In MCI Constructors, Inc the Board said:
“We agree with MCI that the delays attributed to MCI by the District were not critical path delays and generally come within the category of why hurry up and wait…[W]here the government causes delay to the critical path, it is permissible for the contractor to relax its performance of its work to the extent that it does not impact project completion.”
Pacing is a conscious decision made by one party to reduce its ‘pace’ of work to maintain ‘pace’ with that of the delaying party and occurs when a party decides to take up float caused by a delay by the other party.
The AACE RP 29R-03 says:
“Pacing occurs when one of the independent delays is the result of a conscious, voluntary and contemporaneous decision to pace progress against the other delay. The quality that distinguishes pacing from concurrent delay is the fact that pacing is a conscious choice by the performing party to proceed at a slower rate of work with the knowledge of the other contemporaneous delay, while concurrent delays occur independently of each other without a conscious decision to slow the work.”
The AACE RP 29R-03 points out that, by pacing its work, the contractor is exercising its option to reallocate its resources in a more cost effective manner in response to the changes in the program caused by the other delay and is thereby mitigating or avoiding the cost associated with the resource demands. In effect, the delay has created float which is consumed by pacing.
The AACE RP29R-03 also points out that this is consistent with the majority view that float, a shared commodity, is available for consumption on a ‘first come first served’ basis, but that, contracts that reserve float ownership to one party or the other may effectively preclude pacing as a management tool.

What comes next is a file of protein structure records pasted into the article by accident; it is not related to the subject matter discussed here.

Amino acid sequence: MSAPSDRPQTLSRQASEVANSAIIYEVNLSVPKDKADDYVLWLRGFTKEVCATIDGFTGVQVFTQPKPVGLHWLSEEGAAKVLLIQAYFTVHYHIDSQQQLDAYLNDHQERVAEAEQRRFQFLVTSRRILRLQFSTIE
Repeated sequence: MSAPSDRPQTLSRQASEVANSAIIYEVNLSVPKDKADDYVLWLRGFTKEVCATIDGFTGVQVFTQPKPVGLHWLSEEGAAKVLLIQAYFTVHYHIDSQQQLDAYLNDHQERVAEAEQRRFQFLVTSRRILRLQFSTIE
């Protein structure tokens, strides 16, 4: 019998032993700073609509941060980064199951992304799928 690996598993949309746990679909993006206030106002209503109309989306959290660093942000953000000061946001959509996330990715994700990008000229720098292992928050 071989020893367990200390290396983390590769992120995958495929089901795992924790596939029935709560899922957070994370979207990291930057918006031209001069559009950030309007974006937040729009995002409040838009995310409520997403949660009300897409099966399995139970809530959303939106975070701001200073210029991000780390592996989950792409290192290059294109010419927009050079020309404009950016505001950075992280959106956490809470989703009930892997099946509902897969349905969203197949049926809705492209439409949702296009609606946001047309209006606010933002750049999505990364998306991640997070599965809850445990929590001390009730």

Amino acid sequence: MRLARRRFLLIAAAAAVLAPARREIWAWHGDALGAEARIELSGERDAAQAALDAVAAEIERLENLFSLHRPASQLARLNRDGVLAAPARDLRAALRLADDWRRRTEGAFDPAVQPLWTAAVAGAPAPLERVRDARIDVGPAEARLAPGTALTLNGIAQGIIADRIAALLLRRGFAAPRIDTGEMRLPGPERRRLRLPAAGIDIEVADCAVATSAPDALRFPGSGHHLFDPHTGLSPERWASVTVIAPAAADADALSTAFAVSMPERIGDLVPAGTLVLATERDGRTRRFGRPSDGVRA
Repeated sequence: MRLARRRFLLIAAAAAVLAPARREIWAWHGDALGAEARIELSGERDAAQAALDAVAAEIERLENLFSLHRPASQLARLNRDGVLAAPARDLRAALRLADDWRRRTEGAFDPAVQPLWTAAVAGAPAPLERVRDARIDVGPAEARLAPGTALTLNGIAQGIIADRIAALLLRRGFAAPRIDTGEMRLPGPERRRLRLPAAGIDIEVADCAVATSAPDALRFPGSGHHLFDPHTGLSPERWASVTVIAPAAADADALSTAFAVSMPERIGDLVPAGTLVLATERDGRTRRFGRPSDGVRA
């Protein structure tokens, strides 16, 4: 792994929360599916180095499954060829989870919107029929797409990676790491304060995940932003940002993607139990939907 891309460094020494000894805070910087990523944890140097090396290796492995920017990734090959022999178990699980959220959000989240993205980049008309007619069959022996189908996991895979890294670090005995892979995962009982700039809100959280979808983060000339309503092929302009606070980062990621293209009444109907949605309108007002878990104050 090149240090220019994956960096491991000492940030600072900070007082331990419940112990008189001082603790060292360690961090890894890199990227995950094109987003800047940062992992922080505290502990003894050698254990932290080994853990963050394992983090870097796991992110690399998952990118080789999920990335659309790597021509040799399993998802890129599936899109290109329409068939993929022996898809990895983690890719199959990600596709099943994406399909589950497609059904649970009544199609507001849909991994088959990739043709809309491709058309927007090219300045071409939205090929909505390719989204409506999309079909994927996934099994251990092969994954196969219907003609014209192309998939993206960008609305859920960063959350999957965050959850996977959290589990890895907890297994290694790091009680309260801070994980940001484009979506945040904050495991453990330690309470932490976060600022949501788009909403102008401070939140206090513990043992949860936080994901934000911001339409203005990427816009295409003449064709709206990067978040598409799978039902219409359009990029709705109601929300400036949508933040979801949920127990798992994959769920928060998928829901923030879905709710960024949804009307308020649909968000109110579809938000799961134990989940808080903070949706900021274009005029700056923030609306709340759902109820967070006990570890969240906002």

My next article, DD09, will look at interaction between the ‘prevention principle’ and concurrent delay.
The prevention principle comes into operation where the employer’s act or omission prevents the contractor from complying with its obligations to complete the works by the completion date. If the employer’s act of prevention causes critical delay to the works, and there is no mechanism in the contract to extend time for completion as a result of that act or omission, time may become ‘at large’. If time is ‘at large’ the contractor’s obligation will be to complete the works within a reasonable time and the employer is unable to deduct liquidated damages (unless time is again made of the essence).
If there is concurrent delay, then, doesn’t this mean that the employer is also causing delay at the same time as the contractor is causing delay? Does it then follow that, if the contractor is denied an extension of time for the employer delay/act of prevention, time is ‘at large’?
If you have any queries on concurrent delay, in relation to any of the previous articles or any other matter, please do not hesitate to contact us.
This and previous articles
This and previously published DD articles on the DD Quantum Expert website blog page are:
DD01: Why is it necessary to distinguish between delay and disruption? What’s the distinction?
DD02: A global claim is doomed to fail, unless…
DD03: Comply with the notice provisions in the contract, or else…
DD04: ‘Prevention’ causing ‘time at large’: what does this all mean?
DD05: Float: what is float, who owns the float and how is float different to contingency?
DD06: Construction project delays 101 – plus concurrency!
DD07: What is concurrent delay? An overview
DD08: Concurrent delay: it is not parallelism or pacing
 MCI Constructors, Inc  DCCAB No D-294, 1996 Westlaw 331 212, the US Appeals Board  AACE RP 29R-03, page 111 to 113  Refer to article DD04 for an overview on the ‘prevention principle’.